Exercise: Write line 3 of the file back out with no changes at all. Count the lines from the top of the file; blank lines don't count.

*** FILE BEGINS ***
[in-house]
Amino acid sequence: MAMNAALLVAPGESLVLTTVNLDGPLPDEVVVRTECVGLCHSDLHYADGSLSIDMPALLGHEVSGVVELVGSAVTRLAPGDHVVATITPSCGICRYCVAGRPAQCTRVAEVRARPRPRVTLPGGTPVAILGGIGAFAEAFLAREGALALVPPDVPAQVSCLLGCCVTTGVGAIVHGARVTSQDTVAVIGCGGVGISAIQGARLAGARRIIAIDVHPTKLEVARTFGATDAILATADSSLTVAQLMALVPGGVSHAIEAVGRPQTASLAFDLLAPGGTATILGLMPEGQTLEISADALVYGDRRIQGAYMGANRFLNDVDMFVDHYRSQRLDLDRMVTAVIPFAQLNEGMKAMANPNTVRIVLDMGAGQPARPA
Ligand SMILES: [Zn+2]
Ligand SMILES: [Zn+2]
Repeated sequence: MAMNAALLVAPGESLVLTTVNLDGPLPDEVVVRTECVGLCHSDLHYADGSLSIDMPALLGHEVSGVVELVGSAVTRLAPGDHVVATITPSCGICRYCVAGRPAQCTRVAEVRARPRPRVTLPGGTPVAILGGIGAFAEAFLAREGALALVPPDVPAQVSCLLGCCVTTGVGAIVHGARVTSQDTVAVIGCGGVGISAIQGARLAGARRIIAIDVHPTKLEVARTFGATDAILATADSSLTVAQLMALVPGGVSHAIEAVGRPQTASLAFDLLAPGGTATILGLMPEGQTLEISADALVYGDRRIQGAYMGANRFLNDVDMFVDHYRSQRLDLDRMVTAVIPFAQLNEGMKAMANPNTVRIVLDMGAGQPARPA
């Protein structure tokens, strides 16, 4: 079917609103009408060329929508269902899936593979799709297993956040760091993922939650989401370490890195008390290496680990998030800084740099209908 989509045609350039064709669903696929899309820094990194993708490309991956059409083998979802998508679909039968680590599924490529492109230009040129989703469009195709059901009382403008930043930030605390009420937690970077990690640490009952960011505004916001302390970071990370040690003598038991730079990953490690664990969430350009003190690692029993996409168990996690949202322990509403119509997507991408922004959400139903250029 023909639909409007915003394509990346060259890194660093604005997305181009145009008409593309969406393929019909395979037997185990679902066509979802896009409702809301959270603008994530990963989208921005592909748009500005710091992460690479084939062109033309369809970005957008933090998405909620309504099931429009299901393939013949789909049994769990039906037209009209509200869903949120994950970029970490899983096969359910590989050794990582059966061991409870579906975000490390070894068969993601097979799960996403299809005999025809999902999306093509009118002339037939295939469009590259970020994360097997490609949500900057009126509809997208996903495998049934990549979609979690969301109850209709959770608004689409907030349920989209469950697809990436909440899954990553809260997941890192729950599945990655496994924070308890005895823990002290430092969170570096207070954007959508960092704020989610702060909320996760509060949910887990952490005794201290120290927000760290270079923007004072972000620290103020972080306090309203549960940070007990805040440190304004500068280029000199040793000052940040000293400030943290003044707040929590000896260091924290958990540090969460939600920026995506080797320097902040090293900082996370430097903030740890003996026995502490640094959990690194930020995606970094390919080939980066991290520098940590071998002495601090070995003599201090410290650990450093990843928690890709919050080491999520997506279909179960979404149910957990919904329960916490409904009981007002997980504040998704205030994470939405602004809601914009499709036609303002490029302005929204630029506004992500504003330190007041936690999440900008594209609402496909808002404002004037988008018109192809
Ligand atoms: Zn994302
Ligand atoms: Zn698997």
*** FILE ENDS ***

Ligand SMILES: [Zn+2]